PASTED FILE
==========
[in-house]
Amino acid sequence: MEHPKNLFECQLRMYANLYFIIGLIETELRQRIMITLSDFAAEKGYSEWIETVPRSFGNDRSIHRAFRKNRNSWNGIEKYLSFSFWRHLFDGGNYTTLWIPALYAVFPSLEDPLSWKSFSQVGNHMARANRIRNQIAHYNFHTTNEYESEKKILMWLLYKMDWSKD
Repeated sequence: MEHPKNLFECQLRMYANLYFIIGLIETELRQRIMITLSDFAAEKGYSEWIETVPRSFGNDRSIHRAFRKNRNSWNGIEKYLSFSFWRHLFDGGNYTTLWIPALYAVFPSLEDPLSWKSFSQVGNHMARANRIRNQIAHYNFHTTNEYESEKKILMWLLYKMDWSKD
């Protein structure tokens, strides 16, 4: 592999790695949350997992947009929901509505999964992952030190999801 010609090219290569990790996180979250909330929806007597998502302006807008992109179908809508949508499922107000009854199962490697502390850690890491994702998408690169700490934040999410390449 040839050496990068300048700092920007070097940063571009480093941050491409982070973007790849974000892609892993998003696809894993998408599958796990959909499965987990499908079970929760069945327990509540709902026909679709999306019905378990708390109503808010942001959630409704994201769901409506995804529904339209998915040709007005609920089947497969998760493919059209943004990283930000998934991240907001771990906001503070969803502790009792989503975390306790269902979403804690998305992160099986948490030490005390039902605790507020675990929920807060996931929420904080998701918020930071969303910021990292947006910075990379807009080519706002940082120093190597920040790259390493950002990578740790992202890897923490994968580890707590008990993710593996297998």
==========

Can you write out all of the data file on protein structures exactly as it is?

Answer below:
[in-house]
Amino acid sequence: MEHPKNLFECQLRMYANLYFIIGLIETELRQRIMITLSDFAAEKGYSEWIETVPRSFGNDRSIHRAFRKNRNSWNGIEKYLSFSFWRHLFDGGNYTTLWIPALYAVFPSLEDPLSWKSFSQVGNHMARANRIRNQIAHYNFHTTNEYESEKKILMWLLYKMDWSKD
Repeated sequence: MEHPKNLFECQLRMYANLYFIIGLIETELRQRIMITLSDFAAEKGYSEWIETVPRSFGNDRSIHRAFRKNRNSWNGIEKYLSFSFWRHLFDGGNYTTLWIPALYAVFPSLEDPLSWKSFSQVGNHMARANRIRNQIAHYNFHTTNEYESEKKILMWLLYKMDWSKD
């Protein structure tokens, strides 16, 4: 592999790695949350997992947009929901509505999964992952030190999801 010609090219290569990790996180979250909330929806007597998502302006807008992109179908809508949508499922107000009854199962490697502390850690890491994702998408690169700490934040999410390449 040839050496990068300048700092920007070097940063571009480093941050491409982070973007790849974000892609892993998003696809894993998408599958796990959909499965987990499908079970929760069945327990509540709902026909679709999306019905378990708390109503808010942001959630409704994201769901409506995804529904339209998915040709007005609920089947497969998760493919059209943004990283930000998934991240907001771990906001503070969803502790009792989503975390306790269902979403804690998305992160099986948490030490005390039902605790507020675990929920807060996931929420904080998701918020930071969303910021990292947006910075990379807009080519706002940082120093190597920040790259390493950002990578740790992202890897923490994968580890707590008990993710593996297998």